After doing clinics in other fields, dermatology clinic actually felt interesting the second time around. And when I did hospital dermatology (derm consults from inpatient services) I fell in love - I was a bit spoiled at Harvard because our hospitals see some of the rarest of the rare, but oh my gosh it was all so cool. I realized that skin really is "an indicator of systemic disease, a canary in a coal mine of sorts... Most of all skin is part of our human identity, and the diseases that affect it are nothing short of dehumanizing, as so many of my patients have described to me." Yes I just quoted from my personal statement lol!
Then I worked in excision clinic, where dermatologists excise melanomas and other skin cancers, and I was sold. It was just enough procedural stuff that I loved - being in an OR like environment again was just so nice - I really love the OR. And then there was the other derm surgery and lasers I was exposed to - there was just so much cool stuff! One big difference between traditional larger surgeries and dermatologic procedures/surgeries though is that patients are usually awake the whole time (just using local anesthesia vs general anesthetic)! That doesn't bother me, but it may not be the right fit for some people. Then there are the more practical aspects, like more control of your schedule, a variety of practicing environments, and happy colleagues! So I made up my mind, asked around to find who was the person I needed to talk to about derm, spoke to him, and he got me in touch with my research advisor who was the biggest blessing of med school. This woman ran a huge lab, saw patients in clinic (and her patients raved about her), and had daughters who she called throughout the day and went on mini-girls' vacations with (I love this idea and can't wait to do it with my girls! Sorry N!) I spent a year working in her lab between third and fourth year getting ready for dermatology applications (and also having Liv) and it was one of the best years of med school! Anywho, that's just about most of it. Most people interested in derm know that it's incredibly competitive, so I will mention that I had a competitive Step 1 score and got high honors in most of my rotations (our preclinical classes have no grades and Harvard has no AOA, so I can't comment on those things). I also got strong letters of recommendation (at least that's what I was told)!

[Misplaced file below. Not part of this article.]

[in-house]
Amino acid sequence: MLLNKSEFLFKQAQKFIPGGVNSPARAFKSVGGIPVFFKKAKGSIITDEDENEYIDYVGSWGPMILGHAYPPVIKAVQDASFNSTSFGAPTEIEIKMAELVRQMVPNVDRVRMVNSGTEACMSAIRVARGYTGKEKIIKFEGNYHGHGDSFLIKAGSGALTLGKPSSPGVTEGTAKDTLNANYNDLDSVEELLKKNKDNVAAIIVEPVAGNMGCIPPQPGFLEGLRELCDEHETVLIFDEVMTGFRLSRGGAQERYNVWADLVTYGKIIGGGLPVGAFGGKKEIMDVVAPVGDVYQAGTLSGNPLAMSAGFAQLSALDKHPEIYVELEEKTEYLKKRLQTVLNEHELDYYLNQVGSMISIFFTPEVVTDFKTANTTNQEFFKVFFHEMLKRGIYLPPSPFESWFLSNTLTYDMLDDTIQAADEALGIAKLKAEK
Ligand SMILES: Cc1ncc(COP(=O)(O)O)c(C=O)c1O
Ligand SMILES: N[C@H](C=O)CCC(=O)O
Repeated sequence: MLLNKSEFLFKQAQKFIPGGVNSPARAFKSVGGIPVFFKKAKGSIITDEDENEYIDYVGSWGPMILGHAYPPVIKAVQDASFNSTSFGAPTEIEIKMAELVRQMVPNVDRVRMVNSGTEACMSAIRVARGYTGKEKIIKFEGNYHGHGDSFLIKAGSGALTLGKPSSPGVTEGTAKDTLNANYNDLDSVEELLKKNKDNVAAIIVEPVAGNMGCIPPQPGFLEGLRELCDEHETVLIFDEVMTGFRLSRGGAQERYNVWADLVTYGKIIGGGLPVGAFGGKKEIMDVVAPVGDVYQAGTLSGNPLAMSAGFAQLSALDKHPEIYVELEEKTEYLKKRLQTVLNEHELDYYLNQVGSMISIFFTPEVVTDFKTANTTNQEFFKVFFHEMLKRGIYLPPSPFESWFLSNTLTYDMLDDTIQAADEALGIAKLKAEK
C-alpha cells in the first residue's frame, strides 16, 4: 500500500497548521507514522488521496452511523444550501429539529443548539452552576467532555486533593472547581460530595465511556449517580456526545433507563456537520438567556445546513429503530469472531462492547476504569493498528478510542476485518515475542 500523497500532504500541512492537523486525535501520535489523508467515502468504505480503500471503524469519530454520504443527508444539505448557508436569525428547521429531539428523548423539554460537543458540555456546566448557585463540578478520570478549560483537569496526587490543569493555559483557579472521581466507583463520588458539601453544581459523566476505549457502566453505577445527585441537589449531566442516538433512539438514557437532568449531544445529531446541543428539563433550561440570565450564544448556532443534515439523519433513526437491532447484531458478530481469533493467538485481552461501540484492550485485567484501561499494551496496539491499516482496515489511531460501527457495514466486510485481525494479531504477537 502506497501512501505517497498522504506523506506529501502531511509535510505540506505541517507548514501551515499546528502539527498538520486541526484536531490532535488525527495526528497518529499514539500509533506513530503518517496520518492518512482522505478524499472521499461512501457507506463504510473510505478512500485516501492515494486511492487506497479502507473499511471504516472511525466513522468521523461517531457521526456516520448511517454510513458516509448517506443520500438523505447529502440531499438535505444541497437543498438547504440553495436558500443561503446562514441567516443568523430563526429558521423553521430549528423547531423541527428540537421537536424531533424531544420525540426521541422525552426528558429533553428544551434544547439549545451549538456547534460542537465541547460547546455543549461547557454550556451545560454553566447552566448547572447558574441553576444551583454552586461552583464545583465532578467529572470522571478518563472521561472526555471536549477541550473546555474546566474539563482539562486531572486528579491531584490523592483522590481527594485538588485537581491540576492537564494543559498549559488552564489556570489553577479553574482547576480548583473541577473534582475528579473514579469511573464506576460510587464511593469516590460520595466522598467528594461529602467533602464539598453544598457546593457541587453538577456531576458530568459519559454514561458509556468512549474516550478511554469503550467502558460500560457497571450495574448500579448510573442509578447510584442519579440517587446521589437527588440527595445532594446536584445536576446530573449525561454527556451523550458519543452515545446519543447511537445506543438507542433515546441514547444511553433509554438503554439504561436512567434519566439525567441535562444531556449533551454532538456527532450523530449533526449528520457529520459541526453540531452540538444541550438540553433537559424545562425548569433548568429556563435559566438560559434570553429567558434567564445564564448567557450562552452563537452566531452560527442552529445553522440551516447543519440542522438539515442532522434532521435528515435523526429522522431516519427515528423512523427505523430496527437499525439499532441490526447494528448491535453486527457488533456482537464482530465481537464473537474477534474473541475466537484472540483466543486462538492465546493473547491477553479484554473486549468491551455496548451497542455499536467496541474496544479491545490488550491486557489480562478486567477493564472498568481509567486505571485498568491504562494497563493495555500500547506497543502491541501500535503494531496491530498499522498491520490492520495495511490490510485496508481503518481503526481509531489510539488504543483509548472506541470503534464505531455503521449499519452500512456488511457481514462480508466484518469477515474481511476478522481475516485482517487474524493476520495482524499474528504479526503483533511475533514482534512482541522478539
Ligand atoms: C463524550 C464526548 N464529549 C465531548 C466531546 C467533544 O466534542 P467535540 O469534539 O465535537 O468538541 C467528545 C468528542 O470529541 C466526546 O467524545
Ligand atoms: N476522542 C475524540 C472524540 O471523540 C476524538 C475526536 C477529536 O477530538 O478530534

I know many of you also want me to write about ranking programs and matching, and I can definitely comment on that from a general perspective if you think it'd be useful, but our situation was really unique and definitely not applicable to pretty much anyone else! For now I'll just share that we will both be starting our advanced residencies (N ophthalmology and me derm) in Miami come this July!